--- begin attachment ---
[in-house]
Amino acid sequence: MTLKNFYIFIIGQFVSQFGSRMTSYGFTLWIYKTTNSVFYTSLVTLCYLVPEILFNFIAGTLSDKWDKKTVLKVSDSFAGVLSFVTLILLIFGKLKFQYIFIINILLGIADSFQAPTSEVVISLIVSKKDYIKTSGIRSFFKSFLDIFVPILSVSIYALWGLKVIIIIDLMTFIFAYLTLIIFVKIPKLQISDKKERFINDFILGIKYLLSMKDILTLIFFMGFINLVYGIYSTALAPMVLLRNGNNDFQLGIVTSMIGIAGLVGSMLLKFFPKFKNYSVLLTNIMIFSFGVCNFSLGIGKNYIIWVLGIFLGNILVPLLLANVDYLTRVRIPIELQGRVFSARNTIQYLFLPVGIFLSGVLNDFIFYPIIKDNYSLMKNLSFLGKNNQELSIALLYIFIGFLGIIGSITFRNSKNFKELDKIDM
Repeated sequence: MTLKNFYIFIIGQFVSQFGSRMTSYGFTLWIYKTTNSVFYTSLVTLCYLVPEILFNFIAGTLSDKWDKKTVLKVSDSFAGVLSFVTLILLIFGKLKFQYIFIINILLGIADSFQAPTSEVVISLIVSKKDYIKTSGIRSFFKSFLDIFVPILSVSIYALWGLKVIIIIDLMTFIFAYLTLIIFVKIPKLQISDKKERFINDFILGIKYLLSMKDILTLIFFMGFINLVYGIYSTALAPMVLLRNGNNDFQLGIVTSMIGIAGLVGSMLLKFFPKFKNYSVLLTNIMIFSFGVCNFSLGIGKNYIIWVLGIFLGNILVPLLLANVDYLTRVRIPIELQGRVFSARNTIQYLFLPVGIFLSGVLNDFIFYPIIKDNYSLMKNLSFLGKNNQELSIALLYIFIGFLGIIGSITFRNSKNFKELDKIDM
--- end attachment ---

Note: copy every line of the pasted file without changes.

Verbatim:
[in-house]
Amino acid sequence: MTLKNFYIFIIGQFVSQFGSRMTSYGFTLWIYKTTNSVFYTSLVTLCYLVPEILFNFIAGTLSDKWDKKTVLKVSDSFAGVLSFVTLILLIFGKLKFQYIFIINILLGIADSFQAPTSEVVISLIVSKKDYIKTSGIRSFFKSFLDIFVPILSVSIYALWGLKVIIIIDLMTFIFAYLTLIIFVKIPKLQISDKKERFINDFILGIKYLLSMKDILTLIFFMGFINLVYGIYSTALAPMVLLRNGNNDFQLGIVTSMIGIAGLVGSMLLKFFPKFKNYSVLLTNIMIFSFGVCNFSLGIGKNYIIWVLGIFLGNILVPLLLANVDYLTRVRIPIELQGRVFSARNTIQYLFLPVGIFLSGVLNDFIFYPIIKDNYSLMKNLSFLGKNNQELSIALLYIFIGFLGIIGSITFRNSKNFKELDKIDM
Repeated sequence: MTLKNFYIFIIGQFVSQFGSRMTSYGFTLWIYKTTNSVFYTSLVTLCYLVPEILFNFIAGTLSDKWDKKTVLKVSDSFAGVLSFVTLILLIFGKLKFQYIFIINILLGIADSFQAPTSEVVISLIVSKKDYIKTSGIRSFFKSFLDIFVPILSVSIYALWGLKVIIIIDLMTFIFAYLTLIIFVKIPKLQISDKKERFINDFILGIKYLLSMKDILTLIFFMGFINLVYGIYSTALAPMVLLRNGNNDFQLGIVTSMIGIAGLVGSMLLKFFPKFKNYSVLLTNIMIFSFGVCNFSLGIGKNYIIWVLGIFLGNILVPLLLANVDYLTRVRIPIELQGRVFSARNTIQYLFLPVGIFLSGVLNDFIFYPIIKDNYSLMKNLSFLGKNNQELSIALLYIFIGFLGIIGSITFRNSKNFKELDKIDM